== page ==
A police department in Ohio issued a very stark warning about a new "addictive substance" that's sweeping their community on Facebook.
It's normal for officers to use social media as a means of alerting their followers of new crime outbreaks or people of interest to keep an eye out for. They usually contain very somber and serious verbiage which is meant to get folks on high alert.
Which is why this post about Girl Scout cookies is so hilarious.
On Jan. 17, the Ravenna Police Department issued a now-viral statement about the cookies. "We wanted to make our community is aware of a highly addictive substance that is about to hit the streets. These items go by a variety of names like 'Thin Mints,' 'S'mores' and 'Lemonades,' just to name a few."
As it turns out, the "dangerous" substance is a bunch of delicious treats sold by young women in green outfits all across America.
Apparently, the "dealers" in this scenario are absolutely fearless, and not to be trifled with in any scenario. "These items are distributed by strong, smart, fearless young women who will lure you in with their story and get you hooked," the department's Facebook post warned. "We know many people think, 'I will just get one box.' But one turns into two and two turns into five and, the next thing you know, you are hiding 'Thin Mints' in the freezer."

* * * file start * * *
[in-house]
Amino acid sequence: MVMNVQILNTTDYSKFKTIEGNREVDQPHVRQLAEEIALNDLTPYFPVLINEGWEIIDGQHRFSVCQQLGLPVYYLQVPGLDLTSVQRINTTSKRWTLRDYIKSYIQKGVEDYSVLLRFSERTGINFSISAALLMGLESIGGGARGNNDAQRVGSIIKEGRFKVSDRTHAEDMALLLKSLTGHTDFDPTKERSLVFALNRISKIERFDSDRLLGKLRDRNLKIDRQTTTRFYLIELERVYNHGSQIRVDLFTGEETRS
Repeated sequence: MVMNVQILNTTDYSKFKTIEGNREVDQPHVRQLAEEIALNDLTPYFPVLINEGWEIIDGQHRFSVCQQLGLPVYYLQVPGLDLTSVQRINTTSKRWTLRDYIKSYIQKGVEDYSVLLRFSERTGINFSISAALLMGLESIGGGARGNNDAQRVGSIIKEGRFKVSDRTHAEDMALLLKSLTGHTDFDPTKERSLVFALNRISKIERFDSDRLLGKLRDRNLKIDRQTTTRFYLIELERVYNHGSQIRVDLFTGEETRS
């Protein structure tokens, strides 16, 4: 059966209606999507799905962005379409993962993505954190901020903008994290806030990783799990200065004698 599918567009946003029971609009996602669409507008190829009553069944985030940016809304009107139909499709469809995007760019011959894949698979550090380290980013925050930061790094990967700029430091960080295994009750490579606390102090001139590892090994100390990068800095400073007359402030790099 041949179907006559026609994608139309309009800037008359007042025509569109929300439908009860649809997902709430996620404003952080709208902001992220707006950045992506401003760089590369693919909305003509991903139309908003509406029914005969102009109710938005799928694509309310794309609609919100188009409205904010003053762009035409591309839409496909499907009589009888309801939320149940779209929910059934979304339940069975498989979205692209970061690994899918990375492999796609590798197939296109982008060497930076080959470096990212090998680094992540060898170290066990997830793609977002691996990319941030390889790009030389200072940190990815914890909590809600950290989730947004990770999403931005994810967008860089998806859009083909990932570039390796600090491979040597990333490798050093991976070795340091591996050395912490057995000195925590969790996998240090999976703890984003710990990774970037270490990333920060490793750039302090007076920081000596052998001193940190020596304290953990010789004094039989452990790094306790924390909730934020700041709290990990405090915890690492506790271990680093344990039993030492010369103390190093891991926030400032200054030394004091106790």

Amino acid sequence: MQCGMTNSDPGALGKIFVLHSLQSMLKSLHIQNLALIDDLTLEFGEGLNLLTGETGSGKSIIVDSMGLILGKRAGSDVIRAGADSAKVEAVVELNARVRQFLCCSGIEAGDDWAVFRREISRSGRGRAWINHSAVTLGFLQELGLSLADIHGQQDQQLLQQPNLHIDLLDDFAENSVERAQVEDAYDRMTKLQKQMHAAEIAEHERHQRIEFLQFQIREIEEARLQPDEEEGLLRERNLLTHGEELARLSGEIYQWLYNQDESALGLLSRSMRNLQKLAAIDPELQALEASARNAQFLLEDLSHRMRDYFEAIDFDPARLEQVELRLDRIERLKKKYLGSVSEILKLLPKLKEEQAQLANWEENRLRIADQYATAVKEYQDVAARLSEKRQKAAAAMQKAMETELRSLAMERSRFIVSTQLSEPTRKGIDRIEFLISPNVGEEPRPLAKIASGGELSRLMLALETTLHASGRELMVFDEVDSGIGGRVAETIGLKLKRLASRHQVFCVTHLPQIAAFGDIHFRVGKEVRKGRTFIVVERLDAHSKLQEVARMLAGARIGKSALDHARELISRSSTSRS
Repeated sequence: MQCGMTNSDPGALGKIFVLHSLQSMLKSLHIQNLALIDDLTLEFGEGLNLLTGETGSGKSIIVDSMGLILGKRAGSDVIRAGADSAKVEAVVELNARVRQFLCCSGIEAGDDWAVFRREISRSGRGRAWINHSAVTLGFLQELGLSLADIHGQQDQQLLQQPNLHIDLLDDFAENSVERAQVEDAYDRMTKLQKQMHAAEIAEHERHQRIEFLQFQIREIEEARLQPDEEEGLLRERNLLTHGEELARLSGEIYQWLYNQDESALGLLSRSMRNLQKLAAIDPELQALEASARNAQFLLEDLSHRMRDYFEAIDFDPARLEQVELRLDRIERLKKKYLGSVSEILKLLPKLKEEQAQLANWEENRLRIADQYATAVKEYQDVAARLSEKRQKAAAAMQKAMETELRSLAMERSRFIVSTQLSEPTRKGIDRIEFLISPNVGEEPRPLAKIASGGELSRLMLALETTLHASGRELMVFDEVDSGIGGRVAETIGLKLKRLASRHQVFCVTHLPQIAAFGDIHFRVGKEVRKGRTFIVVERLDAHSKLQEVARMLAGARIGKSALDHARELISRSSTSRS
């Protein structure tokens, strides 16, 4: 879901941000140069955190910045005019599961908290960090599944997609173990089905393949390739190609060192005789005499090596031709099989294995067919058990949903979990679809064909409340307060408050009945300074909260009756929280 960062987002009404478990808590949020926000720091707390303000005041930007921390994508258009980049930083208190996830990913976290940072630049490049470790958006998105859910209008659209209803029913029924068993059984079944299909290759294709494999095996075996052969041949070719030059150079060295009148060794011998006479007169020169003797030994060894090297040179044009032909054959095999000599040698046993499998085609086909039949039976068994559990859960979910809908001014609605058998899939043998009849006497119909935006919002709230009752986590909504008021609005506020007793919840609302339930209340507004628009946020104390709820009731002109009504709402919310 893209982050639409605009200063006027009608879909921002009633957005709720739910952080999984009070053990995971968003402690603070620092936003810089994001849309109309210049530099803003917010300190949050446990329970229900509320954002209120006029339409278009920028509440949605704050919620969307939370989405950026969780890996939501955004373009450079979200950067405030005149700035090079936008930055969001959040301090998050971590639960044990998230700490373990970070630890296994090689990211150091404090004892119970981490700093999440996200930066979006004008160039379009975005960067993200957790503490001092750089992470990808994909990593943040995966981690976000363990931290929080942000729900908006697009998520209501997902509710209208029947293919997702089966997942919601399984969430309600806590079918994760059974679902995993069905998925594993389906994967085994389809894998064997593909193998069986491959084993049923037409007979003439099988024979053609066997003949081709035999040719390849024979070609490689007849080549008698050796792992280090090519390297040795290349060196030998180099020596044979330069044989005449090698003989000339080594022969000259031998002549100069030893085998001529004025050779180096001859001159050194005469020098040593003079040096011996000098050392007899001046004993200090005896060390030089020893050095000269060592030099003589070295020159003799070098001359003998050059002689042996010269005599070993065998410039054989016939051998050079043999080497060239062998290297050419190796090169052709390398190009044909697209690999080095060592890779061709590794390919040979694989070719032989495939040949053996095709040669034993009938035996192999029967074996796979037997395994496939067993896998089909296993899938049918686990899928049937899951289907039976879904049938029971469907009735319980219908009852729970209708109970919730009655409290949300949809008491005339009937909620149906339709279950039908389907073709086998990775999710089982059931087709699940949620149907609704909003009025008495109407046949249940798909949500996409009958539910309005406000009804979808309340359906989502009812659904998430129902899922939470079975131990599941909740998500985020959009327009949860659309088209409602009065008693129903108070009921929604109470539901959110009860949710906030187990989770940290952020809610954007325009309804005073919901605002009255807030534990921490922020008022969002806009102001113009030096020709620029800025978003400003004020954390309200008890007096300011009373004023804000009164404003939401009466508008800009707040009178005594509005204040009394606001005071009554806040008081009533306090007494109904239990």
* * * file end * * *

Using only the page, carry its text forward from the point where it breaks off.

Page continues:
Of course, like any good public service announcement about highly addictive substances, the department issued a means of helping afflicted citizens by allowing them to offload their sugar-packed contraband at the police station. "We want you to know we are here for you. We have set up a disposal location for these cookies at the police department," the Facebook post advised. "Just drop them off 24/7 and we will properly dispose of them for you."
This isn't the first time, however, that the cops went out of their way to have a little bit of fun online. Like the time a "rebellious" young teen thought it'd be cool to hit his vape in front of a cop car. Only to find out that he was actually giving the ole' middle finger to a water service vehicle and not those who were sworn to protect and serve.
Then there was a fella who was upset about a helicopter mascot a police department lent to march in a pride parade. Apparently, some people online either didn't like the fact that they were allowing a dude in a costume to happily amble about a street, or they thought helicopters were made out of fabric.
One particular troll asked the police department if they thought their resources could've been better expended on protecting and serving and police work and not PR initiatives that involve cuddly anthropomorphic forms of aerial transportation.
The dude basically got shellacked by the police, who were more than happy to point out that the mascot wasn't actually one of their helicopters.
And then there were these funny officers who started sharing tons of photos online of them "owning up" to the cops-love-donuts stereotype.
It's always nice to see when law enforcement can laugh at themselves — and maybe others — from time to time.